Day 2.120-123: Thru!

Stehekin to Manning Park, BC
Mile 2569 – Mile 2650

Smoke on the water at Stehekin Landing

I awoke before dawn with the realization that I had miscalculated par for PCT trail golf. For those of you scoring at home, par should really be 46,640 (5x the number of par 5’s, 9328). As I reflected on the oddities of brain function, I recalled the sticky bun I had secreted away for my breakfast. I have lived in Washington for for 48 years but for whatever reason, had never been to Stehekin, a small resort town accessible only by boat or airplane on the north end of Lake Chelan. Let me just say, the transcendent experience I had eating that sticky bun all but guaranteed a return visit to further explore the astonishingly delectable delights of its bakery. I can’t recommend it more highly but check the wildfire/smoke report beforehand.

Double beautiful

I spent most of one day walking through spectacular North Cascades National Park. I encountered several rangers all eager to tell me where to camp and ensure I had a permit. It was the only time I had been asked to show a permit the entire trip but I suppose it made sense given I passed through at the height of their season.

Campsite at Cutthroat Pass

In any case, I camped outside the park at a place called Cutthroat Pass. At ~7000 feet I found myself above the tree line, surrounded by mountains and rocky escarpments. I bet an entire year yields only a handful of days when camping in such an exposed place can be deemed pleasant. My good fortune continued the next morning as the rising sun illuminated the peaks in sharp relief. I enjoyed a magical morning wandering the high places.

Morning glow on the mountains

Mind the gap

Soaking it up

As the remaining miles ticked down, I found myself anxious to ‘get while the getting was good’. Smoke in the air, wildfires on the horizon, and loose rock underfoot all conspired to make me a touch paranoid about something happening that would render me unable to finish.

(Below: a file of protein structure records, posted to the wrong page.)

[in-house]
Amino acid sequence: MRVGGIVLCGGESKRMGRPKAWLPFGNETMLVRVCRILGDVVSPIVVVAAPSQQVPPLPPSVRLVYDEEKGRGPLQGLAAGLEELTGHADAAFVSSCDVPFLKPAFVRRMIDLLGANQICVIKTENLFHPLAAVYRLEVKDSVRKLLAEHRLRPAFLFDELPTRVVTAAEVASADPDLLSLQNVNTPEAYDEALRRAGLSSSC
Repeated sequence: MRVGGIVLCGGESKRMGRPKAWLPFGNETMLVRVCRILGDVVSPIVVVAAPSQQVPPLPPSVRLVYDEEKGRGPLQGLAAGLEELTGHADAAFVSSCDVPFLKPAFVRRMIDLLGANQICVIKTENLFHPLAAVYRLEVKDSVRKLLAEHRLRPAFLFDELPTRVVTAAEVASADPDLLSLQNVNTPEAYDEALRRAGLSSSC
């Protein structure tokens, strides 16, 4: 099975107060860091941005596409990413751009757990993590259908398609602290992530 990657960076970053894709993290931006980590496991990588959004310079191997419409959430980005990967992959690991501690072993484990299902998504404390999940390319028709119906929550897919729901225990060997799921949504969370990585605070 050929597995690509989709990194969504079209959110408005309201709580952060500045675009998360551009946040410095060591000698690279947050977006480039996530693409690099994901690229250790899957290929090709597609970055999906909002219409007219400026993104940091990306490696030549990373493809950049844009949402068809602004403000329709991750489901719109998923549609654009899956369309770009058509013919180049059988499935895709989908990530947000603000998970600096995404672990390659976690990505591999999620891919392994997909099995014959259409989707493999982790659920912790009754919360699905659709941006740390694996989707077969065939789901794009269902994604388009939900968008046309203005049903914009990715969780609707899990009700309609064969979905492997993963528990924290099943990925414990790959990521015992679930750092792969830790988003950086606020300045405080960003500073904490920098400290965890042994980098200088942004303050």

Pasayten Wilderness

Monster fire in the distance

I crossed over Harts Pass, the last road crossing in the U.S. and felt a little better about having a clear run to the border. However, sure enough, on the day I meant to reach Canada, smoke began to thicken and hang heavy in the forest. I ran into SpaceJam who was returning southbound after having reached the border. He advised me that a fire was burning close to the trail ahead with the wind blowing its smoke unfavorably. The fire had apparently started the night before and had yet to be assessed by officials. I thanked him for the heads up and made my wary way forward. I encountered a couple miles of smoke thick enough to irritate eyes and sinuses but no visible flame. I imagined that left unchecked, another trail closure lay in store soon.

Looking back at the fire

We’re getting close now Momma

As if I needed any more spring in my step, the border drew near and emotion swelled. After many years dreaming, two years actively striving, some 3500 miles walking, the proverbial last mile had finally come. Tears streamed from my eyes as I emerged at a small clearing and beheld the brand new monument at the northern terminus. Installed just weeks earlier, I was one of the first lucky enough to view the new wooden structure, a northern echo of its sister monument situated 2650 miles south on the Mexican border. I had done it. I had thru hiked the Pacific Crest Trail!


With me every step of the way

I camped for the last time just north of the border. I had another 8 miles to Manning Park Resort where, at long last, I would be complete. On my way the next morning I learned from other hikers that the PCT indeed closed right on my heels due to fires creating a horrible situation for my fellow hikers just behind. As it stands, the last ~60 miles are now closed and I ache for those caught out with no way to finish. Momma must have been looking out for me yet again.

Oh Canada!